Stiff: the Curious Lives of Human Cadavers
I have spent the past few years deeply embroiled in the study of how to prevent Londoners from dying. But I have never devoted much time to wondering what happens to their remains once they are actually dead. Nevertheless, human remains have something morbidly interesting about them, and this subject provides American journalist Mary Roach with more than enough material for her fascinating book.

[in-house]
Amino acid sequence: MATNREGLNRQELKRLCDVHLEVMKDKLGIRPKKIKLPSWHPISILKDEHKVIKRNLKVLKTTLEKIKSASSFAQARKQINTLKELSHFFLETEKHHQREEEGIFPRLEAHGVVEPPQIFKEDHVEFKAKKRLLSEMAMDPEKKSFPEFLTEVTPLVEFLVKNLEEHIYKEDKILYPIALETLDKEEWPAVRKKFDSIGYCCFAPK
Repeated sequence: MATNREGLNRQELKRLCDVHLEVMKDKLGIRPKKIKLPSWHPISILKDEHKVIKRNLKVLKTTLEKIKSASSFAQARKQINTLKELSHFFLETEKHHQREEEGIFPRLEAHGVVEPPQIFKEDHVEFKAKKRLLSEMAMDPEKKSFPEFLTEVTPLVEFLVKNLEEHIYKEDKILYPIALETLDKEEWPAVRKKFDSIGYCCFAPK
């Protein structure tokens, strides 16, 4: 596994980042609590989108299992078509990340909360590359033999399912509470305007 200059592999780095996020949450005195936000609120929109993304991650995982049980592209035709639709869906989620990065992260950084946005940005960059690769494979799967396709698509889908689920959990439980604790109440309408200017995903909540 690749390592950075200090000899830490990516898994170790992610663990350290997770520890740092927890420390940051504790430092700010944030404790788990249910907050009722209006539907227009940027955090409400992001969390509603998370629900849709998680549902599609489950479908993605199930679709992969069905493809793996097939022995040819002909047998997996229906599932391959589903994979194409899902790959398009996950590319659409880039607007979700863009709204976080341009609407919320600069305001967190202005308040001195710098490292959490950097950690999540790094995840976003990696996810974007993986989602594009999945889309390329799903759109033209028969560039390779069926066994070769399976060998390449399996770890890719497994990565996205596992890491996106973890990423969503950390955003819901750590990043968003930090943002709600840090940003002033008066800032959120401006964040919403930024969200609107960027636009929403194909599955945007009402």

Many people donate their bodies to science with the hope that in death they may help others to live more successfully, so conferring a kind of immortality. But beyond the donating of organs and dissection, a world of alternative fates exists for our earthly remains, and Roach guides us through a banquet of possibilities. A cadaver really is useful to research, like a person in many important respects—size, shape, tissue type—but totally without complaint as it unflinchingly researches car crash injuries or bullet wounds. As a